Volume 20, Issue 2 (May-Jun 2012)                   JSSU 2012, 20(2): 187-93 | Back to browse issues page

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Abstract:   (6469 Views)
Introduction: Burning mouth syndrome is characterized by an oral burning sensation , usually in the absence of clinical and laboratory findings. BMS is estimated to involve 1 to 5% of the adult population and is mostly reported within middle-aged women. The etiology of this disease is not thoroughly identified yet and there is a debate over the significance of Psychological factors in creating BMS. This study intended to examine the relationship between psychological factors with pain reports and psychosocial profiles of BMS patients to determine whether psychological factors are related to pain reports and burning mouth of patients. Therefore frequencies of psychological factors were analyzed. Methods: 30 patients with BMS participated in this study. They were homogenous regarding age, sex with the control group. In addition, education was possibly homogenized. The participants completed SCL-90 questionnaire for their anxiety, depression, somatic and psychotic symptoms to be scrutinized. Then, t-test was applied to analyze the research data. Results: Mean of anxiety(case20/8, control 9/53), depression(case 26/53, control 13/40), somatic(case 23/7, control 15/26) and psychotic(case 19/60, control 8/10) symptoms were higher in BMS group rather than in control groups. T-test results indicated there was no statically significant difference between BMS and control group in regard to psychological symptoms(p< 0.0001). Conclusion: The study findings indicate that psychological disorders may predispose the patients to the development of BMS.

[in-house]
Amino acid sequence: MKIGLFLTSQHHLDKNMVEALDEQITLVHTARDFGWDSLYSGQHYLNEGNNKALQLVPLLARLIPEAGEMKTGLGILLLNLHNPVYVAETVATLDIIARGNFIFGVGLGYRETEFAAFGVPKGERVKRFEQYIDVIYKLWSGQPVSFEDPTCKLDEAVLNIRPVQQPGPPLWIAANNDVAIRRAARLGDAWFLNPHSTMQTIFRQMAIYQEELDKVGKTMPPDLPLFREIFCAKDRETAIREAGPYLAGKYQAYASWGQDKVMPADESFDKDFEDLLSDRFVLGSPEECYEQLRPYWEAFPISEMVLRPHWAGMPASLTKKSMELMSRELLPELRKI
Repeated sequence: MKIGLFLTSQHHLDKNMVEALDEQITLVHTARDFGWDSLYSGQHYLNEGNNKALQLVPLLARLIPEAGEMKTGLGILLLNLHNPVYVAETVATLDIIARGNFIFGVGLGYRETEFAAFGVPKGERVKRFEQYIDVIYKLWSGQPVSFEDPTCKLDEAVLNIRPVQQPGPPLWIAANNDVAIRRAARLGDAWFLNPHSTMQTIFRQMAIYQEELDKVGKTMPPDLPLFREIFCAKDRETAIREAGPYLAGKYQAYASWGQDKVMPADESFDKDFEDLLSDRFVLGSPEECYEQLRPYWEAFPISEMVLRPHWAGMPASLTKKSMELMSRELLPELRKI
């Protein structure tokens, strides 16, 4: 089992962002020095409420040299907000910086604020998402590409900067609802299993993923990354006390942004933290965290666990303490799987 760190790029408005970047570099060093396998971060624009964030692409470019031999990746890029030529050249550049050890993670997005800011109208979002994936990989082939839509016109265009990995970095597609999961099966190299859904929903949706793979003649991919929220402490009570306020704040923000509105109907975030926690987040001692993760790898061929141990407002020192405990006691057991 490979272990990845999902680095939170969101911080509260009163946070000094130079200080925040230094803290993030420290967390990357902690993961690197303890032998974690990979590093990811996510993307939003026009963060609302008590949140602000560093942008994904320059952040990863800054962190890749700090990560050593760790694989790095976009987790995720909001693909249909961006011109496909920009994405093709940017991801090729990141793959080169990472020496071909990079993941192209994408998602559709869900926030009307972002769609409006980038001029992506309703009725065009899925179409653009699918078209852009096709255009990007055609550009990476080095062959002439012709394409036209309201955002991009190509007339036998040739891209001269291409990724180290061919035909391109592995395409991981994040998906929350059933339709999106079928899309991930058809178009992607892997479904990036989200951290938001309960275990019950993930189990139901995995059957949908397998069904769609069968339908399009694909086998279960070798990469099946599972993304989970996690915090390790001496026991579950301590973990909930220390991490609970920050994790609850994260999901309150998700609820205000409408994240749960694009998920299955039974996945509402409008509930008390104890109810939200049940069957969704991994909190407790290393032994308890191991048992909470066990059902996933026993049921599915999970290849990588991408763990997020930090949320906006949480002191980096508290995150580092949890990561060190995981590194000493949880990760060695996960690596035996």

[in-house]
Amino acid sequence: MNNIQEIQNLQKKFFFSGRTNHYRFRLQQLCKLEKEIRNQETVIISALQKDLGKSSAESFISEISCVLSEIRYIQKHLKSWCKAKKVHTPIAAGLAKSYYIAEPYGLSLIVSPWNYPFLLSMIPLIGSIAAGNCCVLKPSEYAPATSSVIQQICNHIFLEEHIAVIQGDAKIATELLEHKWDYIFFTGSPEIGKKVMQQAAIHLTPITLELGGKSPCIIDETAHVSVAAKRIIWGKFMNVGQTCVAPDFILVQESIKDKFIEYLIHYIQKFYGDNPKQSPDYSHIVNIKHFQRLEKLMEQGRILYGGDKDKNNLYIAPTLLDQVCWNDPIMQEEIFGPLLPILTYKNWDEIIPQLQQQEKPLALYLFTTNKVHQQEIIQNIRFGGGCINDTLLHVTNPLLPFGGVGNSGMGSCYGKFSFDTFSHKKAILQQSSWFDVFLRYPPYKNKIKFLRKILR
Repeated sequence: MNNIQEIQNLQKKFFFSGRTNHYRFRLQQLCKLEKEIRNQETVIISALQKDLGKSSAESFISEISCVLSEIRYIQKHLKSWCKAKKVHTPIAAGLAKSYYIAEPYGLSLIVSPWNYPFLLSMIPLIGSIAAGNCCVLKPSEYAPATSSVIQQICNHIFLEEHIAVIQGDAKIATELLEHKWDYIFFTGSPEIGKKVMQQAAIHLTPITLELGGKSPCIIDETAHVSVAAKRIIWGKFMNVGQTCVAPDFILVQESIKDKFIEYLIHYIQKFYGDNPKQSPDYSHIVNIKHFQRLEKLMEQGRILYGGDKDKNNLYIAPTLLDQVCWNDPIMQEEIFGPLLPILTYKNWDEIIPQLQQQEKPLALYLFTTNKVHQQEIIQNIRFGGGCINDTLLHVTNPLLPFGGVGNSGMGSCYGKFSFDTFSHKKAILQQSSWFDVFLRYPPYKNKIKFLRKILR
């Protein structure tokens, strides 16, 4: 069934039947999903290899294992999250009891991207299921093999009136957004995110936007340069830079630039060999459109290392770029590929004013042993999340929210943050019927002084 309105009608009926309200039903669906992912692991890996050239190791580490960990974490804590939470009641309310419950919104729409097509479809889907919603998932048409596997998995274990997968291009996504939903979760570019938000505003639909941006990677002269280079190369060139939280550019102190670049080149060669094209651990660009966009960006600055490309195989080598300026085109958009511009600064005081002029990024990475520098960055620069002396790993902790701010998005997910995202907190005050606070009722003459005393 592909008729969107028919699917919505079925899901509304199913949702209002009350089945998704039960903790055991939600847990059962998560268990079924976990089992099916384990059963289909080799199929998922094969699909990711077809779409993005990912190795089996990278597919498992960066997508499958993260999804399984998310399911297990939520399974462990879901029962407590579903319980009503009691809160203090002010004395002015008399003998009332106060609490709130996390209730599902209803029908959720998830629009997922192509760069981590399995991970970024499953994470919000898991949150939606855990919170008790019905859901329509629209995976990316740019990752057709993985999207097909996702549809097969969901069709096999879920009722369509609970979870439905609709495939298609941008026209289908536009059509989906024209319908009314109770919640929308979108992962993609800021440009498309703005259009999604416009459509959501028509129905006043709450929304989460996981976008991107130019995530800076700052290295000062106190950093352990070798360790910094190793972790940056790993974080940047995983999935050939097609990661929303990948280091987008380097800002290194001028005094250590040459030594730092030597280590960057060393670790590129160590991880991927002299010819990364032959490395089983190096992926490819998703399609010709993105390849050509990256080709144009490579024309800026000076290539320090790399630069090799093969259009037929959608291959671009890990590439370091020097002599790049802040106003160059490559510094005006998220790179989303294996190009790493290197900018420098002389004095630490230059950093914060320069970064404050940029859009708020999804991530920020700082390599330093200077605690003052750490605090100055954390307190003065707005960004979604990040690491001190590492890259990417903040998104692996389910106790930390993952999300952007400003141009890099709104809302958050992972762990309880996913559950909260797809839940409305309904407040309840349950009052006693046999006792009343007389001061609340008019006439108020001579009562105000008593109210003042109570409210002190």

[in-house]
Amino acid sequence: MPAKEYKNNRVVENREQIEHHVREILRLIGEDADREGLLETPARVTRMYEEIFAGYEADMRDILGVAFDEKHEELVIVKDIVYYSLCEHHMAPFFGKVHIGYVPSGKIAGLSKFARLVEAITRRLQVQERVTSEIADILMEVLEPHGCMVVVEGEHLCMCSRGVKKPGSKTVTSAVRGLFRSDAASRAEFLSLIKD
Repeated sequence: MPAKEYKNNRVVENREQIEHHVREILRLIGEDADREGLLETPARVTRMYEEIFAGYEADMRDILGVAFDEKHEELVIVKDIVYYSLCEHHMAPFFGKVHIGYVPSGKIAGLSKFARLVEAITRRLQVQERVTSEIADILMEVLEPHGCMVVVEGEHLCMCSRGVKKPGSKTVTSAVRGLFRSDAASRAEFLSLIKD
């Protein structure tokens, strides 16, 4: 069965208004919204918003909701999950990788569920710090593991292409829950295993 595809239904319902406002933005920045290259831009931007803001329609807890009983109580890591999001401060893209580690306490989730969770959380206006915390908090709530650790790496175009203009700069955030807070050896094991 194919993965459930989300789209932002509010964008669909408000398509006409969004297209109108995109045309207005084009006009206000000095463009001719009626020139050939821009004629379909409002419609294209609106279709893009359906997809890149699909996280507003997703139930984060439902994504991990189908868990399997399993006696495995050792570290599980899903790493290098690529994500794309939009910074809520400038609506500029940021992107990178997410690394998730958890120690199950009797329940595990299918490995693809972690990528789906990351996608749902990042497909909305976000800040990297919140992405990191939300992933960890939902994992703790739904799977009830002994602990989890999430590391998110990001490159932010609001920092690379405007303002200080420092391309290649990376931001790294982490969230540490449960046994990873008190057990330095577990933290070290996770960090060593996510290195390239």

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Type of Study: Original article | Subject: General
Received: 2012/07/1 | Published: 2012/06/15